A Long Standing Tradition
Annapolis Yacht Club has a long and distinguished history of excellent race management which includes the AYC Protest Committee. AYC is proud to have a long list of internationally recognized judges who have served on this committee over the years, including Sandy Grosvenor, Joe Krolak, Jack Lynch, Gaither Scott and Ron Ward, who was a member of the first US Sailing Judges Committee which created the judge certification program that became the model for the International Judges program.
Under the Racing Rules of Sailing, a protest committee is appointed for every regatta, either by the organizing authority, which is usually the Annapolis Yacht Club, or by the race committee. The number of judges or umpires serving the event is determined by the type and size of the event, and the AYC Protest Committee is the primary source for those race officials. Our jobs extend beyond hearing protests or umpiring races. We also provide support for the race committee and help sailors apply the rules.
All Annapolis Yacht Club Protest Committee members are experienced racing sailors. Most are trained and certified by US Sailing, while others have a good knowledge of the racing rules and are working toward US Sailing certification. AYC judges and umpires have served in the America's Cup, the Volvo Ocean Race, the Olympic Games and many world championships.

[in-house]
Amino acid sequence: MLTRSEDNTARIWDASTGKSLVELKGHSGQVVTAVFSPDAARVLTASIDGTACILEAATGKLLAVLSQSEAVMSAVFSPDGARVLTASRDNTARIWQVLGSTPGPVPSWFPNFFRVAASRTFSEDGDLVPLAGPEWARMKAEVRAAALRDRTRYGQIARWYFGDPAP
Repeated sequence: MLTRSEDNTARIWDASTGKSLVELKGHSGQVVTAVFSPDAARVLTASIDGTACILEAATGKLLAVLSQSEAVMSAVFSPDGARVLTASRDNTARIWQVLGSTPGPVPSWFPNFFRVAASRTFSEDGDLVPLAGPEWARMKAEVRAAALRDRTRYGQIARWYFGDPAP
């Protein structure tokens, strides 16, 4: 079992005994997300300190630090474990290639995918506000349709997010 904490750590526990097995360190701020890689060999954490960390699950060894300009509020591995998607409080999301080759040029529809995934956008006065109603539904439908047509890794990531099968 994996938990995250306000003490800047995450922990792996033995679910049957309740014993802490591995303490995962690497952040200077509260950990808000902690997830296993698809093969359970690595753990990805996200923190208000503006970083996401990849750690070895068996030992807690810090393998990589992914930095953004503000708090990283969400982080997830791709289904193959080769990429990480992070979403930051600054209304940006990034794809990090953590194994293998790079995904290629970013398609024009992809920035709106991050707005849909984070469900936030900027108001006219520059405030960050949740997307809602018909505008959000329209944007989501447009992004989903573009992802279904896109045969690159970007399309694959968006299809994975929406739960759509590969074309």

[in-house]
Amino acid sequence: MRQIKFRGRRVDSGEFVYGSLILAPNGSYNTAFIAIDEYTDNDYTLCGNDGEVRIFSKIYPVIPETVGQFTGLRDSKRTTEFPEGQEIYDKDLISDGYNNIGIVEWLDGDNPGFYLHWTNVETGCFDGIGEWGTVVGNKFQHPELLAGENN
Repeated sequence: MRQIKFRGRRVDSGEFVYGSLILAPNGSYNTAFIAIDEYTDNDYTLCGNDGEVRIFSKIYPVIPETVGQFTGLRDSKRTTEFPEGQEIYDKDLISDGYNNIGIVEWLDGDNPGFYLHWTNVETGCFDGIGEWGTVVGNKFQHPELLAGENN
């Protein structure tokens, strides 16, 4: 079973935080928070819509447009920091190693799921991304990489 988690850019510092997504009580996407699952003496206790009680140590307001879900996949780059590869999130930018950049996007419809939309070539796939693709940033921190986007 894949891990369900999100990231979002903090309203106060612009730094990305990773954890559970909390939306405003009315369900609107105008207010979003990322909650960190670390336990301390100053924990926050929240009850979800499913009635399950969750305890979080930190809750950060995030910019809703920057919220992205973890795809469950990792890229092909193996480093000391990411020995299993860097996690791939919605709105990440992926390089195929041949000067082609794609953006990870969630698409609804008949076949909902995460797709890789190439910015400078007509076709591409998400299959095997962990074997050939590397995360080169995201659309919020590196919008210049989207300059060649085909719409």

If you have racing experience and would like to know more about joining the AYC Protest Committee, contact the Race Office or send a note to firstname.lastname@example.org.
Why a Silver Oar?
The silver oar in the AYC Protest Committee logo has roots in admiralty courts throughout history. Admiralty law is a civil legal system consisting of rules and principles derived from long-standing customs of the sea and a host of medieval maritime codes. Admiralty law, also known as maritime law, has existed since at least 900 B.C. when it was used on the island of Rhodes in the eastern Mediterranean. Admiralty law was introduced into England under the reign of King Richard the Lionheart and English maritime matters were heard by the High Court of Admiralty as early as 1360.
The U.S. admiralty law heritage is linked to the English admiralty courts through colonization by England. The first admiralty court in the western hemisphere was established in Jamaica in 1662, with the same jurisdiction, structure and procedures as the admiralty courts in England, including the use of the silver oar mace as a symbol of legitimacy and an indication of the Crown authority for whomever carried it.
Our admiralty courts have continued to display the silver oar mace as a symbol of the authority of the court. A silver oar has been displayed in the District Court for the Southern District of New York since 1941 and is displayed in the Warren B. Rudman U.S. Federal District Courthouse in New Hampshire. Likewise, US Sailing and AYC have adopted the symbol for their judges and protest committees.
You can find an excellent article on the history of the Admiralty Court silver oar here: http://goo.gl/e1ZyNF
Jim Capron, Chairman